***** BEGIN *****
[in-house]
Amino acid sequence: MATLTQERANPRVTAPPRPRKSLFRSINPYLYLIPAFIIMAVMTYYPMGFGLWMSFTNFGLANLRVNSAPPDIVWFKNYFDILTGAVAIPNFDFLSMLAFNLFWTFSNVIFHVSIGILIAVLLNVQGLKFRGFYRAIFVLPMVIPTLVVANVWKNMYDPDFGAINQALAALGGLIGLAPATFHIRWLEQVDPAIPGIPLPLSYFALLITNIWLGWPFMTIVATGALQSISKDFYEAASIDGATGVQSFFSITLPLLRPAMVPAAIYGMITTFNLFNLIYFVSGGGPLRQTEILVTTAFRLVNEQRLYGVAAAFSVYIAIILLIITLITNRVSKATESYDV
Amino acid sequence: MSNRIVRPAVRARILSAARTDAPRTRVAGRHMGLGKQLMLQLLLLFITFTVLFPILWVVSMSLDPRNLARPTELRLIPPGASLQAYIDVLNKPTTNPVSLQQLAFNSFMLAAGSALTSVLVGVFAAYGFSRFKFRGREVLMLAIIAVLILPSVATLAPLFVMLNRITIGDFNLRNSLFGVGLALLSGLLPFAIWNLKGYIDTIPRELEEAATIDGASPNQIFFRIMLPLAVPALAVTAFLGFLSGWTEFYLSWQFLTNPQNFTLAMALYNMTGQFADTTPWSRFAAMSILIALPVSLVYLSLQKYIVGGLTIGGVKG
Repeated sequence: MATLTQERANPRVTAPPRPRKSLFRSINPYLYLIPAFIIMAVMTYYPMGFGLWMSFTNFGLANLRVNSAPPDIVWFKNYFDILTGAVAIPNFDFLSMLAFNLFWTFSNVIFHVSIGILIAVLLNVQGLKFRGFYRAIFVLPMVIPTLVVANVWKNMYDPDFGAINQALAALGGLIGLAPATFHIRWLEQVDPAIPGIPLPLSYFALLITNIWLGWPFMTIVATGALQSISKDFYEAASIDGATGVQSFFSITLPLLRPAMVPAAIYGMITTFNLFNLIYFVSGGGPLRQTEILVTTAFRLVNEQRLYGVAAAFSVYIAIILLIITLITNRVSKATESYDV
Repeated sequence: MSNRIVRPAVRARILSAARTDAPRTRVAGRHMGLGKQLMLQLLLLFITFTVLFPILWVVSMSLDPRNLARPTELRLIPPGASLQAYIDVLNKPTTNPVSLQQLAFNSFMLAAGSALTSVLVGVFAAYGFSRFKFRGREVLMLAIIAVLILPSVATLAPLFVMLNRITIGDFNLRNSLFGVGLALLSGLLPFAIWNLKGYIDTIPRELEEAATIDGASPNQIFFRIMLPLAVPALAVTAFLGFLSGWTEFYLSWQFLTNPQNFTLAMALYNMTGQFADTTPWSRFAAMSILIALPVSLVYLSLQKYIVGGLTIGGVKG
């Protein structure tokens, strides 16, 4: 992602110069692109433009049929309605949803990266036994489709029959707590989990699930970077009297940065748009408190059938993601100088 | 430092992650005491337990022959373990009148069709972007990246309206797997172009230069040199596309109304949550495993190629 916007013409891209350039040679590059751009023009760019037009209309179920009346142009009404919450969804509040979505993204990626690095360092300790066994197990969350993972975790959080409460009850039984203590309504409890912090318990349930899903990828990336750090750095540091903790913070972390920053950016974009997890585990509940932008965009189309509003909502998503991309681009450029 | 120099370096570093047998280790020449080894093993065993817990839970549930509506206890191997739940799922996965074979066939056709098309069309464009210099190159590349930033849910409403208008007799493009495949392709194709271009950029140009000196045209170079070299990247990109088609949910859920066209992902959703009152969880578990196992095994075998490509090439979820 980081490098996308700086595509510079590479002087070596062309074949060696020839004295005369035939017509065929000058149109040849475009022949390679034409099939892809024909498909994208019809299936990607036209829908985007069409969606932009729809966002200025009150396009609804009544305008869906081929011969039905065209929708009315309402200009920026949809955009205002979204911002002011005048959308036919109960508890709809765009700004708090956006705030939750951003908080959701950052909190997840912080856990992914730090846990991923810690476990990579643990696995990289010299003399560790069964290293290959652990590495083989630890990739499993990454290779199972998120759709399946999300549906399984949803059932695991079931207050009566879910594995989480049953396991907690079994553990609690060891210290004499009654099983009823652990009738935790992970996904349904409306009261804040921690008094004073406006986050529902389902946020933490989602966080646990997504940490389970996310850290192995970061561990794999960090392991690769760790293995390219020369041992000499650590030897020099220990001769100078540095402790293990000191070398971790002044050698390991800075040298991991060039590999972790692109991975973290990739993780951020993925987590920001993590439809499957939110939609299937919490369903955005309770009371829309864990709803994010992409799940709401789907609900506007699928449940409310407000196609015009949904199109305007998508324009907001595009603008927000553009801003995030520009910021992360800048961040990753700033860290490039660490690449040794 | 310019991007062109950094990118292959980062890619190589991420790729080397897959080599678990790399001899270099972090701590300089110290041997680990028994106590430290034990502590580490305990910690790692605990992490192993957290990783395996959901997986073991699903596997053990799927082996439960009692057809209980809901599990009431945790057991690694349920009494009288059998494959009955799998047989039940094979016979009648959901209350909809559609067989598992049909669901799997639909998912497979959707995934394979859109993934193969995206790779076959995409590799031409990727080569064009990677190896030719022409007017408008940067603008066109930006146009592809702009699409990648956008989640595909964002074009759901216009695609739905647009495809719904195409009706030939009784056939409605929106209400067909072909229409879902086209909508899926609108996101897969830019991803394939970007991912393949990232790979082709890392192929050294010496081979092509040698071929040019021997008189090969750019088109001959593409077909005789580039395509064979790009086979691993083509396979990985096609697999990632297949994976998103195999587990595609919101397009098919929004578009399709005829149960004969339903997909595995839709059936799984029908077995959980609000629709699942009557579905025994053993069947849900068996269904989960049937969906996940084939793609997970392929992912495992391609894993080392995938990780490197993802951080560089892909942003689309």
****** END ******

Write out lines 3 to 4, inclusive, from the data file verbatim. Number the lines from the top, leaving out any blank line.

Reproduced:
Amino acid sequence: MSNRIVRPAVRARILSAARTDAPRTRVAGRHMGLGKQLMLQLLLLFITFTVLFPILWVVSMSLDPRNLARPTELRLIPPGASLQAYIDVLNKPTTNPVSLQQLAFNSFMLAAGSALTSVLVGVFAAYGFSRFKFRGREVLMLAIIAVLILPSVATLAPLFVMLNRITIGDFNLRNSLFGVGLALLSGLLPFAIWNLKGYIDTIPRELEEAATIDGASPNQIFFRIMLPLAVPALAVTAFLGFLSGWTEFYLSWQFLTNPQNFTLAMALYNMTGQFADTTPWSRFAAMSILIALPVSLVYLSLQKYIVGGLTIGGVKG
Repeated sequence: MATLTQERANPRVTAPPRPRKSLFRSINPYLYLIPAFIIMAVMTYYPMGFGLWMSFTNFGLANLRVNSAPPDIVWFKNYFDILTGAVAIPNFDFLSMLAFNLFWTFSNVIFHVSIGILIAVLLNVQGLKFRGFYRAIFVLPMVIPTLVVANVWKNMYDPDFGAINQALAALGGLIGLAPATFHIRWLEQVDPAIPGIPLPLSYFALLITNIWLGWPFMTIVATGALQSISKDFYEAASIDGATGVQSFFSITLPLLRPAMVPAAIYGMITTFNLFNLIYFVSGGGPLRQTEILVTTAFRLVNEQRLYGVAAAFSVYIAIILLIITLITNRVSKATESYDV